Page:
Pride Actions, June 8 2023
A few things you can do for Pride, plus a poemby Carl Bettis
Hello! In this post I list a few ways to observe Pride Month 2023, and close with a poem about my childhood.
How to celebrate Pride Month
- Buy a book from Tenebrous Press. During June 2023, 15% of all proceeds from will go to The Trevor Project. I highly recommend the body horror anthology Your Body Is Not Your Body, but since I already have that one, I'll probably go for either Valkyrie Loughcrewe's CROM CRUACH - a Novella-in-Verse or the Brave New Weird anthology.
- Buy the StoryBundle 2023 Pride Bundle. Get great ebooks, support LGBTQIA+ authors, and you can direct 10% of your money to go to Rainbow Railroad.
- In general, buy books, art, zines, comics, music, clothes, whatever made by LGBTQIA+ creators.
- If you like something made by an LGBTQIA+ creator, let them know! Also, recommend them to your friends and social media followers.
- Donate to a nonprofit that does good work for the LGBTQIA+ community. A few to consider:
- If you can't afford to buy or donate, consider volunteering for a local LGBTQIA+ nonprofit.
- Educate yourself about legal/political LGBTQIA+ issues in your area. In the USA, a good place to start is with the Human Rights Campaign's Resources page. Vote411.org is also good, but it's not specifically focused on LGBTQIA+ issues.
- Then contact your elected representatives to let them know where you stand.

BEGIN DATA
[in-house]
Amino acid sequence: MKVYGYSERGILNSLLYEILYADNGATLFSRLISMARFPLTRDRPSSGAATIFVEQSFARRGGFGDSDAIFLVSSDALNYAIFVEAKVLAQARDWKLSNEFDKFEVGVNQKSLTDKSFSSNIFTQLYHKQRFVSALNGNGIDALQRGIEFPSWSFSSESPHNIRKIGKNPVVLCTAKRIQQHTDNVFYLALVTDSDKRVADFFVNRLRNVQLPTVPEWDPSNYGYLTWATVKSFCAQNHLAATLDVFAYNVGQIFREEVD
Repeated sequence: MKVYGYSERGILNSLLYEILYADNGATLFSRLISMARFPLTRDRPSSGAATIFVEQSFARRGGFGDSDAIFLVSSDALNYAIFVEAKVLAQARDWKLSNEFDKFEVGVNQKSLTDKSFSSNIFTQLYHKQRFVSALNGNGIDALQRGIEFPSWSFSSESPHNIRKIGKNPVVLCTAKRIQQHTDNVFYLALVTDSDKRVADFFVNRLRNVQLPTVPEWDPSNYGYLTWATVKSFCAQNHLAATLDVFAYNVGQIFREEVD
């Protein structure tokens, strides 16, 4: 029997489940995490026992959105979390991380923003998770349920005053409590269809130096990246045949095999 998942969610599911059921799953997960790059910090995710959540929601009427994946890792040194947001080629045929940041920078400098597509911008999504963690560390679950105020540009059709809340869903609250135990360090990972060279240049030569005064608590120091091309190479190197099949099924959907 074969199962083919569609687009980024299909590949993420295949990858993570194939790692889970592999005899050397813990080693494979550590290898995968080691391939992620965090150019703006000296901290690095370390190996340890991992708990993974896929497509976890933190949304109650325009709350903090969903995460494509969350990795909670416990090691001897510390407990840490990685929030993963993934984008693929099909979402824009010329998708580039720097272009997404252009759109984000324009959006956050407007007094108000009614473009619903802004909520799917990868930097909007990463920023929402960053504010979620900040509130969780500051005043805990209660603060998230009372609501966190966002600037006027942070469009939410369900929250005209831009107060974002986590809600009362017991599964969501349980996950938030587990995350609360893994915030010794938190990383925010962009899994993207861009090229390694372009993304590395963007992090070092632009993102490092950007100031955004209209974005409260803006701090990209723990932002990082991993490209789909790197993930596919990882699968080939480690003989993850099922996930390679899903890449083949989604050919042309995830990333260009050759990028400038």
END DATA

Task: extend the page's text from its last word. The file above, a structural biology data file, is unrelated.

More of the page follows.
- And, of course, vote for candidates who stand for LGBTQIA+ rights.
- Practice daily activism. That doesn't mean you have to do something every day — it means always being ready to do something, such as countering homophobic or transphobic statements.
- Tell people what pronouns to use for you — in your online profiles, in Zoom calls, in your email signature. Even if you think you don't need to. Normalize offering and learning pronouns.
- Full disclosure: I haven't consistently done this. One mini-project of mine for this month is to update all of my email signatures and online profiles/bios.
The threatened poem
The House on Thompson Avenue
The childless couple across the street,
Mr. Little and Old Man Bingham,
fought with Dad, or he with them,
over bringing their "New York Ways" to Kansas City.
I don't know that I ever spoke to Old Man B.,
but Mr. Little always sat on their porch
at the top of a long flight of stone stairs,
and I waved when I walked by.
One year I sold peanut brittle for school.
I wanted to hustle enough to earn that transistor radio.
I huffed up those steps and made my pitch.
Mr. Little, despite dentures, bought two boxes.
A few days later he called me over
to hand me a stack of children's magazines
he must have picked up at the Salvation Army.
Mom examined each one
before she'd let me read a page.
I didn't get the radio.
I had to settle for a flashlight
that wasn't nearly as cool as the science experiments,
the craft projects, mazes, riddles
in those old issues of Cricket and Humpty Dumpty.
Some puzzles took me longer than others
to work out.
-- Carl Bettis